Co-parenting your children after a divorce can seem like an impossible challenge, especially if you endured a particularly contentious process. It is in their best interests, however, that you and your former spouse set your differences aside and focus on their needs and wellbeing. Of course, this is far easier said than done, which is why we put together a list of tips to help you navigate the new dynamics of your co-parenting relationship.
Working with Your Co-Parent
If you are still dealing with some unresolved issues and hurt feelings, you should find another outlet for working through them, so you can avoid arguing about the past with your former spouse. You can confide in a close friend or family member or seek the services of a therapist. Having an outlet for the emotions you are experiencing will help prevent outbursts, so you can keep your attention on your children rather than on any pent-up anger.
That said, we are all human and it can be difficult to remain calm at times. Whatever you do, make sure you do not end up venting to your children or badmouthing your ex-spouse in front of them. Doing so will only make them feel like they have to choose sides, which will ultimately cause them distress.
Here are some additional helpful co-parenting tips:
- Learn how to communicate effectively: Not all forms of communication will work for you and your co-parent, so figure out which is the most effective and stick with it. For some, communicating through texts and emails helps minimize conflict, while in-person communications tend to result in disaster. Using your children to relay messages, however, is not an option, so do not put them in this uncomfortable position.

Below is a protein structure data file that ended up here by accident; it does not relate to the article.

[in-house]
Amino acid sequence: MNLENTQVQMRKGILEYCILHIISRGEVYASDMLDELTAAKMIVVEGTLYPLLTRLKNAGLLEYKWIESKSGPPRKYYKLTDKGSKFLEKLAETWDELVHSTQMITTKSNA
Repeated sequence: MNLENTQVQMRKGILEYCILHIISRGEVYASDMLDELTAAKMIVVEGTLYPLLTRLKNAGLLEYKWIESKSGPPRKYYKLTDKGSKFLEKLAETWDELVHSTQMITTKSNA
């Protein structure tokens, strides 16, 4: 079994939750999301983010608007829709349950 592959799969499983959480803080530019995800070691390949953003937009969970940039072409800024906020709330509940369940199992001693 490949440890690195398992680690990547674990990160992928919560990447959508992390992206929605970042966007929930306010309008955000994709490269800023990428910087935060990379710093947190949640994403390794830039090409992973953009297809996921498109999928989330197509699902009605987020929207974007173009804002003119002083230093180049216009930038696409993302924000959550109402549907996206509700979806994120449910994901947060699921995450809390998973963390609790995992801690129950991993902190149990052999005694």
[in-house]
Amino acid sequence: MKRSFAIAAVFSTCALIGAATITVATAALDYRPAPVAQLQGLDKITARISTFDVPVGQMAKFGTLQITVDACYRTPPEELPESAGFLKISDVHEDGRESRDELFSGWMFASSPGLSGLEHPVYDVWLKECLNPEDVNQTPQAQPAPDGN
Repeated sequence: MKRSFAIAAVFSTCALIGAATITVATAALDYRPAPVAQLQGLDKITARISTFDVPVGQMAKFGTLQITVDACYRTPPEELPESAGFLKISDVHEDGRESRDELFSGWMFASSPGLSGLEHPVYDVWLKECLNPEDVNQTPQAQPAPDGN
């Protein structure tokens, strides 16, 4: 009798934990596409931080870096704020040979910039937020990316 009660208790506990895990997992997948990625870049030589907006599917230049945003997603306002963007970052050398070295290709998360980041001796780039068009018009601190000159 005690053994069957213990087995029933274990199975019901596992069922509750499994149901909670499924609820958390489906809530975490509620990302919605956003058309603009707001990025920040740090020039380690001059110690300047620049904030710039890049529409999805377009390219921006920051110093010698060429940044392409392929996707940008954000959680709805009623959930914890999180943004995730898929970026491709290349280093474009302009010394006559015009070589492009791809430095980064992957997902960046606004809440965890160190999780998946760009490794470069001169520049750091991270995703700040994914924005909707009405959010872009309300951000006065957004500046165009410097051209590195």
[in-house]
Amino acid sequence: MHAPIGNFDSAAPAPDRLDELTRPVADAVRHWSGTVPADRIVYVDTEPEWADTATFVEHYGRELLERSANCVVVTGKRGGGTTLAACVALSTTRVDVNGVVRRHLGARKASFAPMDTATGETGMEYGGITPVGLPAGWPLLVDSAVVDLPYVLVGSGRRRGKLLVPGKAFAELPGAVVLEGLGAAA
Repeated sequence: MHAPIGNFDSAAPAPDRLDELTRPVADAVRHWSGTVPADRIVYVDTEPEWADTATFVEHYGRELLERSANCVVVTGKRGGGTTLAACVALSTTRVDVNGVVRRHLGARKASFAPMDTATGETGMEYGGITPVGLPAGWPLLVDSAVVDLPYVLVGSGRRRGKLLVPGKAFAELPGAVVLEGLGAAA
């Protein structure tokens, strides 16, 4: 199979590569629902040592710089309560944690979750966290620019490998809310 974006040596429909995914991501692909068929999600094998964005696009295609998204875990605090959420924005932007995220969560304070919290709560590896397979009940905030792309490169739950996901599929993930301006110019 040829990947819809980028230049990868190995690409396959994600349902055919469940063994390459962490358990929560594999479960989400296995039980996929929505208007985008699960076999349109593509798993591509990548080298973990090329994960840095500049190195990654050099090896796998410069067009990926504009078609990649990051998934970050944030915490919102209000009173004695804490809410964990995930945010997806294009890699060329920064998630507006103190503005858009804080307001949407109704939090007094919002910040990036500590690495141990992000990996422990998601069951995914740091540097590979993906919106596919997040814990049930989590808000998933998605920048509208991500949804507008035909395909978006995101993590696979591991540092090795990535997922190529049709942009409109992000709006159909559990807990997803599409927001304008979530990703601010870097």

- Create a stable environment with consistent routines: Your children will spend time in two households now that you are divorced, but you should still push for consistency. Work together to create consistent rules and routines to minimize their stress and confusion.
- Learn how to argue: Everyone argues, and you will inevitably disagree at times, so learn how to be constructive in your arguments. Learn how to listen to one another and compromise to achieve solid resolutions. Most importantly, if you are wrong, learn how to apologize. A genuine apology is a powerful thing.
- Take care of yourself: You are not taking care of yourself, not getting enough sleep, not eating well, and generally allowing your personal needs to fall by the wayside, you will not be an effective co-parent.
Co-parenting with your former spouse might not be easy, but with these tips in mind, you can work on improving your relationship for your children.
Contact a Compassionate Family Law Attorney Today!
Not every co-parenting issue can be resolved through cooperation and compromise. In some cases, you may need skilled legal guidance. At the Law Office of Russell S. Hershkowitz, L.L.C., our team can help you navigate even the most complex family law matters, so you can move forward with your life.
Contact our law office today at (407) 753-4111 to set up a free consultation.